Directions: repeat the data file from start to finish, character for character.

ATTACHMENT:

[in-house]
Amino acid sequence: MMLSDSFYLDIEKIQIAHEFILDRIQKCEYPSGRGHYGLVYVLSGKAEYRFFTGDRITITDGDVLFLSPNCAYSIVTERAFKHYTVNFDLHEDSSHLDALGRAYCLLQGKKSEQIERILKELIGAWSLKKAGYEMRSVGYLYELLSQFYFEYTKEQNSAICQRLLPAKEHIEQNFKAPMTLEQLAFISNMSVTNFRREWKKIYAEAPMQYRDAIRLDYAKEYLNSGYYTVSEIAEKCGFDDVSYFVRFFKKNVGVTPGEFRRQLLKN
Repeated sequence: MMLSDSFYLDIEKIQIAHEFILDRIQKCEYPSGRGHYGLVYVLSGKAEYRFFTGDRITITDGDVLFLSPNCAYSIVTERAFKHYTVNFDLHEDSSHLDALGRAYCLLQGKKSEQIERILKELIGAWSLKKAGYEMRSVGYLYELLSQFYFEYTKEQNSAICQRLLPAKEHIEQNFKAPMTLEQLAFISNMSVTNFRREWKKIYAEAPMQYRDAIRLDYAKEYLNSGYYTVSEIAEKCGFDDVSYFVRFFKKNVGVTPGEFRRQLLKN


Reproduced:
[in-house]
Amino acid sequence: MMLSDSFYLDIEKIQIAHEFILDRIQKCEYPSGRGHYGLVYVLSGKAEYRFFTGDRITITDGDVLFLSPNCAYSIVTERAFKHYTVNFDLHEDSSHLDALGRAYCLLQGKKSEQIERILKELIGAWSLKKAGYEMRSVGYLYELLSQFYFEYTKEQNSAICQRLLPAKEHIEQNFKAPMTLEQLAFISNMSVTNFRREWKKIYAEAPMQYRDAIRLDYAKEYLNSGYYTVSEIAEKCGFDDVSYFVRFFKKNVGVTPGEFRRQLLKN
Repeated sequence: MMLSDSFYLDIEKIQIAHEFILDRIQKCEYPSGRGHYGLVYVLSGKAEYRFFTGDRITITDGDVLFLSPNCAYSIVTERAFKHYTVNFDLHEDSSHLDALGRAYCLLQGKKSEQIERILKELIGAWSLKKAGYEMRSVGYLYELLSQFYFEYTKEQNSAICQRLLPAKEHIEQNFKAPMTLEQLAFISNMSVTNFRREWKKIYAEAPMQYRDAIRLDYAKEYLNSGYYTVSEIAEKCGFDDVSYFVRFFKKNVGVTPGEFRRQLLKN